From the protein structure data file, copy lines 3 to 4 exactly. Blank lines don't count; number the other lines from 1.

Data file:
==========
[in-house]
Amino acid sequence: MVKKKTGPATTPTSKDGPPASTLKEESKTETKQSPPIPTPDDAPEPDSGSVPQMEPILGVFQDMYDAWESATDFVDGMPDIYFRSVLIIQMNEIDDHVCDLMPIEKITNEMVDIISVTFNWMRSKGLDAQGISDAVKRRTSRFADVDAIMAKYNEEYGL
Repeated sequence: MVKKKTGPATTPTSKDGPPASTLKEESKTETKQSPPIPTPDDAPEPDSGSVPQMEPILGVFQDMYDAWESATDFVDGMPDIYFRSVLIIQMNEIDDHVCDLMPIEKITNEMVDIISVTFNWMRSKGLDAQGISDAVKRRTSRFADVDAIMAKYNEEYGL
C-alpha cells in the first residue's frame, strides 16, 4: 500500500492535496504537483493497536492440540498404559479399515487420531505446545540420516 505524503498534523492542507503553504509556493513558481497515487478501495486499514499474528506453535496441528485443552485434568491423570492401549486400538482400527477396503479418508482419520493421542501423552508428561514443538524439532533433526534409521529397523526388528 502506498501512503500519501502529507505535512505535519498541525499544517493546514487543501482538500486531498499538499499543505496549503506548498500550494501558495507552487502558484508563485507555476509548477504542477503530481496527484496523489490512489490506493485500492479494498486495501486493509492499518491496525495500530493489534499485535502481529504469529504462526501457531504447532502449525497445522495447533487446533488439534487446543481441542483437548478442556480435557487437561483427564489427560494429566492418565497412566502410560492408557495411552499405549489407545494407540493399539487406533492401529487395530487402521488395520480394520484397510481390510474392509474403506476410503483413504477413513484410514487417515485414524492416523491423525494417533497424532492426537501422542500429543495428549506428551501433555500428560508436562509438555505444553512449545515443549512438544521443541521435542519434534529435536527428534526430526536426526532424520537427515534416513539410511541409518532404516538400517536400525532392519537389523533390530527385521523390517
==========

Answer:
Repeated sequence: MVKKKTGPATTPTSKDGPPASTLKEESKTETKQSPPIPTPDDAPEPDSGSVPQMEPILGVFQDMYDAWESATDFVDGMPDIYFRSVLIIQMNEIDDHVCDLMPIEKITNEMVDIISVTFNWMRSKGLDAQGISDAVKRRTSRFADVDAIMAKYNEEYGL
C-alpha cells in the first residue's frame, strides 16, 4: 500500500492535496504537483493497536492440540498404559479399515487420531505446545540420516 505524503498534523492542507503553504509556493513558481497515487478501495486499514499474528506453535496441528485443552485434568491423570492401549486400538482400527477396503479418508482419520493421542501423552508428561514443538524439532533433526534409521529397523526388528 502506498501512503500519501502529507505535512505535519498541525499544517493546514487543501482538500486531498499538499499543505496549503506548498500550494501558495507552487502558484508563485507555476509548477504542477503530481496527484496523489490512489490506493485500492479494498486495501486493509492499518491496525495500530493489534499485535502481529504469529504462526501457531504447532502449525497445522495447533487446533488439534487446543481441542483437548478442556480435557487437561483427564489427560494429566492418565497412566502410560492408557495411552499405549489407545494407540493399539487406533492401529487395530487402521488395520480394520484397510481390510474392509474403506476410503483413504477413513484410514487417515485414524492416523491423525494417533497424532492426537501422542500429543495428549506428551501433555500428560508436562509438555505444553512449545515443549512438544521443541521435542519434534529435536527428534526430526536426526532424520537427515534416513539410511541409518532404516538400517536400525532392519537389523533390530527385521523390517